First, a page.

Title: The Person of Advent Text: Matthew 1:18-25

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Title: The Person of Advent
Text: Matthew 1:18-25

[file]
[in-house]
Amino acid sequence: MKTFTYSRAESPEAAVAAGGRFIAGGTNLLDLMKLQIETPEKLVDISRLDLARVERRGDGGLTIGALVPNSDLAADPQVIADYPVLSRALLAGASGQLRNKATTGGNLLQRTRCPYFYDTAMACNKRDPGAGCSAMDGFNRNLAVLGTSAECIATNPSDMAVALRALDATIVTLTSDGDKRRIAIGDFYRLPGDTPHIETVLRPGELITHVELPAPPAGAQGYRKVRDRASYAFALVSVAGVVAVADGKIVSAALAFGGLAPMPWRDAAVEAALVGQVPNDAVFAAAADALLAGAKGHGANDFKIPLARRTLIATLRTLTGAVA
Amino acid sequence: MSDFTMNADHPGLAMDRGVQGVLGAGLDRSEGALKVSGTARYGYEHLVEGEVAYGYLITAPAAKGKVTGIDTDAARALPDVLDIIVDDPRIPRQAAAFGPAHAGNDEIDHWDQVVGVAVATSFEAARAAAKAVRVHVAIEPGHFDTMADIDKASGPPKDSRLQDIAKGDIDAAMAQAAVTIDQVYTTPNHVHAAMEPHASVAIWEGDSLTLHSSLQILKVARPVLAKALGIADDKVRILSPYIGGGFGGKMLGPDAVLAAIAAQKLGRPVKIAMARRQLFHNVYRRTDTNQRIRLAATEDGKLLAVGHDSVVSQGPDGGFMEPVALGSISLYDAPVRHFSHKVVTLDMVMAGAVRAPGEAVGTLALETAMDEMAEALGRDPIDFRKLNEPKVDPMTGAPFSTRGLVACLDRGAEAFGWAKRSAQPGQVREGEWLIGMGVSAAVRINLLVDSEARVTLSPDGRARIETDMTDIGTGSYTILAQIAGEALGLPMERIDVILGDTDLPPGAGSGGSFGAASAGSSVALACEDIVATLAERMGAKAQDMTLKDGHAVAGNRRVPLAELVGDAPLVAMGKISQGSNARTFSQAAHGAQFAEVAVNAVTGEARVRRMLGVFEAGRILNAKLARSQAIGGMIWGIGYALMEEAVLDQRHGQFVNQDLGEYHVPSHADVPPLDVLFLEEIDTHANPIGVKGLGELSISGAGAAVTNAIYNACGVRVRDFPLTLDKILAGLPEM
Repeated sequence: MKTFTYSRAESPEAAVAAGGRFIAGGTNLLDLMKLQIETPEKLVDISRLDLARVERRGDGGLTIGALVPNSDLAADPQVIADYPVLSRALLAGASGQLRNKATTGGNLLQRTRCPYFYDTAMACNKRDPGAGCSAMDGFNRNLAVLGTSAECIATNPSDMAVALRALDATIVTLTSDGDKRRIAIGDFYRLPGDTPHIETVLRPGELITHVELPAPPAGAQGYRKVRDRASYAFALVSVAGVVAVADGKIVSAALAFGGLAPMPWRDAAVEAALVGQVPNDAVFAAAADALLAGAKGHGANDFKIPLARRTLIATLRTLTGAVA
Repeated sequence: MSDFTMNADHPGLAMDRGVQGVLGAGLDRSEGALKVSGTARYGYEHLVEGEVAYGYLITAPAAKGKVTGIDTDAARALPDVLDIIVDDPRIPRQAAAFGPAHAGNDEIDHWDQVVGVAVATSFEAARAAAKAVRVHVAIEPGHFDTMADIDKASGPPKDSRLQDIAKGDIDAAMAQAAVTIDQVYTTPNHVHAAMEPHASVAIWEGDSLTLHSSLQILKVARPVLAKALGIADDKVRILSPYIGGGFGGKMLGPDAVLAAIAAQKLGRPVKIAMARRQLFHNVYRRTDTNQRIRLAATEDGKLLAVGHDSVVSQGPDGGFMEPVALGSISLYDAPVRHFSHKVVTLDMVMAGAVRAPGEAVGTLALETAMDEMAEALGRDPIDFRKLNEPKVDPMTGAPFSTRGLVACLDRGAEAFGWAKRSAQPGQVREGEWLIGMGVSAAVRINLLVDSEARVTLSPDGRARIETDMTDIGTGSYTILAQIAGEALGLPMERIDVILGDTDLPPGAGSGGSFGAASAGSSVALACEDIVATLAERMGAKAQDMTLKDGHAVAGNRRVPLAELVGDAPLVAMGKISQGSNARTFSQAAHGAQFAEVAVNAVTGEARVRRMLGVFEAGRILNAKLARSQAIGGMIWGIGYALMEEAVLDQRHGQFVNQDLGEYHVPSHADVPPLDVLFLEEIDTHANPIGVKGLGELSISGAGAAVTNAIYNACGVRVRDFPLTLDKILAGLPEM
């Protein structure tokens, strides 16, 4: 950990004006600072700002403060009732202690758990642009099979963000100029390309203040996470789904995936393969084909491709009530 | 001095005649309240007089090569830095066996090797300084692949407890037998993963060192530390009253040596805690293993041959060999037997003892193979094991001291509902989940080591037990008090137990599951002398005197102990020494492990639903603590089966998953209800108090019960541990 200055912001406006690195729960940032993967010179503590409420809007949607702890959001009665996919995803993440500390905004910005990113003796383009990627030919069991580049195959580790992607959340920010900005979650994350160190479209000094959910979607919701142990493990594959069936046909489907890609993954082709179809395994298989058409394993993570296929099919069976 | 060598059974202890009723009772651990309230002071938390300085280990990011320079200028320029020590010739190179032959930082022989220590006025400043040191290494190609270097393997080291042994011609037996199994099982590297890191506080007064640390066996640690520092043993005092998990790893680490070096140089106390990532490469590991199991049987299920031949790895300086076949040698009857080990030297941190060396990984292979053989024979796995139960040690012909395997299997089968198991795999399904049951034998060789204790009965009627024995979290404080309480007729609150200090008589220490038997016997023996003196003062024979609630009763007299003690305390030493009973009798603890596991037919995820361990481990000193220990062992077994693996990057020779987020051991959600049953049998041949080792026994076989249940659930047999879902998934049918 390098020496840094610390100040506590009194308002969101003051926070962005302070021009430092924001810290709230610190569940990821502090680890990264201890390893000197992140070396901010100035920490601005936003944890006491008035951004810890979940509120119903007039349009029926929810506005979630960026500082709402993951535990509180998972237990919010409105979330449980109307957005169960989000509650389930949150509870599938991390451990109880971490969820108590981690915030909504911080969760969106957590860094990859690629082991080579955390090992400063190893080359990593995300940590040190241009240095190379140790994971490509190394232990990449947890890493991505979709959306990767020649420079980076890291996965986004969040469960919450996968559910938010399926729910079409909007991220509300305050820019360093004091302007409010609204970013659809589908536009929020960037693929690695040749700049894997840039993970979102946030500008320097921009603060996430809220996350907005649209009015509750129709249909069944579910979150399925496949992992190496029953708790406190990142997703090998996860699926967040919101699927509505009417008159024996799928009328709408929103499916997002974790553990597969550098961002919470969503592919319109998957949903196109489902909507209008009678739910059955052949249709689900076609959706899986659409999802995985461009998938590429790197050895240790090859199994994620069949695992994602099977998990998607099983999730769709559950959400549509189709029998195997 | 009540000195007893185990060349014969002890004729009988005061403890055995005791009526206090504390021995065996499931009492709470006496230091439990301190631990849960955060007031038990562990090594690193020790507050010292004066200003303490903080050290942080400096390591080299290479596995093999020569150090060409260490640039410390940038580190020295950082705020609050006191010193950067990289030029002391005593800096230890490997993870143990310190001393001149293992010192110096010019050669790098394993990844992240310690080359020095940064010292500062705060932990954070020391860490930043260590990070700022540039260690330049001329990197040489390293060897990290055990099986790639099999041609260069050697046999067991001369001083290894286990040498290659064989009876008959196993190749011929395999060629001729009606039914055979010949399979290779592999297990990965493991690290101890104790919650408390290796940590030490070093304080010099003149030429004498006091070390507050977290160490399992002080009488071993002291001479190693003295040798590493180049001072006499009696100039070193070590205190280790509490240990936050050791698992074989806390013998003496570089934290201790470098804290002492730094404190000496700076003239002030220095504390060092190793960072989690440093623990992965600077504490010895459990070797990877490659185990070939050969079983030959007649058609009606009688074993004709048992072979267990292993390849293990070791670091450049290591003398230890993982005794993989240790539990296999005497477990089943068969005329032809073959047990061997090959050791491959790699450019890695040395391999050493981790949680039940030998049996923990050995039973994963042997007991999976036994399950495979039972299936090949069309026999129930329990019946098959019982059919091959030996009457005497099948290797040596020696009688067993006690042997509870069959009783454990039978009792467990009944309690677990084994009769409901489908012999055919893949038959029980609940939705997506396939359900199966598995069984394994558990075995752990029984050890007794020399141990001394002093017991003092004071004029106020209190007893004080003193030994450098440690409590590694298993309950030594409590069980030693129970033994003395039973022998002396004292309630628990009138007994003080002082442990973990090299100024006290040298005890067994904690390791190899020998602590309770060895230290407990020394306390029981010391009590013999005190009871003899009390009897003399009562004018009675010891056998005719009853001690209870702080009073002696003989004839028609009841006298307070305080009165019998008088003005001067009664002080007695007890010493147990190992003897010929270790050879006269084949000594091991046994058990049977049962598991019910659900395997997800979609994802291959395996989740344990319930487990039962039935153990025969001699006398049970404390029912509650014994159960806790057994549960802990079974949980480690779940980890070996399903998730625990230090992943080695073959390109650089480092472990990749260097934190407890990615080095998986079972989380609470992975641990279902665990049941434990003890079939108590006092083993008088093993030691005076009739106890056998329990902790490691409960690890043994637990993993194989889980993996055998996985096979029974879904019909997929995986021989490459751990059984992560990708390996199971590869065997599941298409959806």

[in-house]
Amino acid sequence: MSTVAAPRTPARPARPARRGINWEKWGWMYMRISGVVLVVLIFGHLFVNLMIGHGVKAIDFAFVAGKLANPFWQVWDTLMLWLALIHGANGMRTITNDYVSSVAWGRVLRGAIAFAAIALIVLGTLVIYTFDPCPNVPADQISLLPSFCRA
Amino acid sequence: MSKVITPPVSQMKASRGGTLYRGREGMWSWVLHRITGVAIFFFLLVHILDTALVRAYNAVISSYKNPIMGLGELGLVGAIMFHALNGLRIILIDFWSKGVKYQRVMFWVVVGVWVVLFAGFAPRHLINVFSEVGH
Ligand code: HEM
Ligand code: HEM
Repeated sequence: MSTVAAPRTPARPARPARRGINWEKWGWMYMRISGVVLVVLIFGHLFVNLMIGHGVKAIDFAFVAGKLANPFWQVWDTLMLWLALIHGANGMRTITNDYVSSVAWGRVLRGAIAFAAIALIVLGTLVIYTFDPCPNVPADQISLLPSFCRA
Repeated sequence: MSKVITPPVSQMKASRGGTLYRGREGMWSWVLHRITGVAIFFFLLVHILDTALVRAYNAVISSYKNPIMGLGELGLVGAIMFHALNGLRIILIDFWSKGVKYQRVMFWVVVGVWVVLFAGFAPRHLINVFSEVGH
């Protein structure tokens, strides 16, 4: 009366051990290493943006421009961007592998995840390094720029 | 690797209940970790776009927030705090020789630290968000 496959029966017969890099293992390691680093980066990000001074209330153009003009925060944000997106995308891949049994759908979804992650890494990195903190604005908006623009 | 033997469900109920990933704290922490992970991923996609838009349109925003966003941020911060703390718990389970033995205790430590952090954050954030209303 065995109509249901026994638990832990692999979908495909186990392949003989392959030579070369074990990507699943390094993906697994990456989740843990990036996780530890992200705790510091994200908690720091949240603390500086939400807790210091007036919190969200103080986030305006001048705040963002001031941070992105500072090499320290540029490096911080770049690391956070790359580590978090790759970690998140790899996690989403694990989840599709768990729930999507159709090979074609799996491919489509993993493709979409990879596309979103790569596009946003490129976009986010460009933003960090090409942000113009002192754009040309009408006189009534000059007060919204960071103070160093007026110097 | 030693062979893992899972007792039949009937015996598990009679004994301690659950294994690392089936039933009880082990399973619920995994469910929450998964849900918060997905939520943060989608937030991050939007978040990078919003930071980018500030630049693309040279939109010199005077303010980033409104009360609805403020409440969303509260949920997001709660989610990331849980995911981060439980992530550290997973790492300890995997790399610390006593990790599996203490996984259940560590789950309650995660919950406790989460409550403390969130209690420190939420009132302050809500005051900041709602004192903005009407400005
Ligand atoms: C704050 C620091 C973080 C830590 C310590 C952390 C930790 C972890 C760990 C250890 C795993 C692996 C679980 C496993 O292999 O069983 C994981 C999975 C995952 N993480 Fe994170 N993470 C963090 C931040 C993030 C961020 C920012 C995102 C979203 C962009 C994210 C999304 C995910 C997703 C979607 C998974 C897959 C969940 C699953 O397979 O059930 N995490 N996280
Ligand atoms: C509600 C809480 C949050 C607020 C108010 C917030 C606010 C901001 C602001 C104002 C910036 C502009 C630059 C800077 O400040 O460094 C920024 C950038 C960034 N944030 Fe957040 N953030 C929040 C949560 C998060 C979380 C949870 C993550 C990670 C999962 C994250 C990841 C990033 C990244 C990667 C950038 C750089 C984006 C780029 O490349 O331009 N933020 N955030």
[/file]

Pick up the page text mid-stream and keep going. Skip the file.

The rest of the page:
Speaker: Pastor Chad Bresson Introduction If you followed along with the Royal Wedding last year, surviving the hours and hours and hours and hours and hours of speculation and drivel of something we (as a nation) swore off in 1776, one of the more superficial discussions among those who have nothing better to do with their day had to do with possible baby names for William and Kate's first baby. And then the second baby. It didn't matter that William and Kate don't have any children and were not expecting a child. The wedding isn't even off the ground… the archbishop of Canterbury hasn't even told William to kiss his bride and commentators and bloggers are suggesting possible baby names for the king and queen to be. These royal wedding are quite the spectacle. And again, we decided as a nation not to pay notice of these things 235 years ago. However, one of the more fascinating things about this discussion about baby names was the thinking of Kate's parents back in 1982 when she arrived on the scene. Kate's full name is Catherine Elizabeth Middleton. The Middletons, it has been well-documented, are not of royal blood. Mom and Dad Middleton were flight attendants for British Airways before founding their own company. Yet in naming Catherine, the Middletons made a decidedly royal decision. Even in royal circles, it has always been common for parents who had any design on their child having a shot at the throne, especially through marriage , you would give your child a royal name that would fit the crown. The middle-class Middletons like many other commoners gave their daughter names befitting a queen in the faint hope that one day she would be. Catherine and Elizabeth are names of royal royal antiquity and an Elizabeth currently occupies the throne. What's also interesting is that when Charles and Diana had the first of their two sons, they had less names to choose from than did the middle-class Middletons. If you are a son born to a royal, especially if the throne is close enough to touch it as it is these days for the House of Windsor, your name is one of 18-25 to choose from, depending on who you ask. William and Henry both are names from the short list. Are those the kinds of hopes and dreams that channel their way into your thinking when you give your children names? Names are certainly tied to identity. But for the most part, here in the West we don't give much thought to destiny when we name our children. But we are reminded about the relationship between naming a child and destiny as we think about the Christmas story. The naming of a child is a fundamental piece of our beloved Christmas story. This is the second in a series on the Advent from the book of Matthew. Tonight we consider the Person of Advent. This particular passage tonight is so tied to the religious Christmas story we rarely hear any mention of this particular passage outside of the holiday season. This passage is among those passages we read every December 24 at the Bresson household.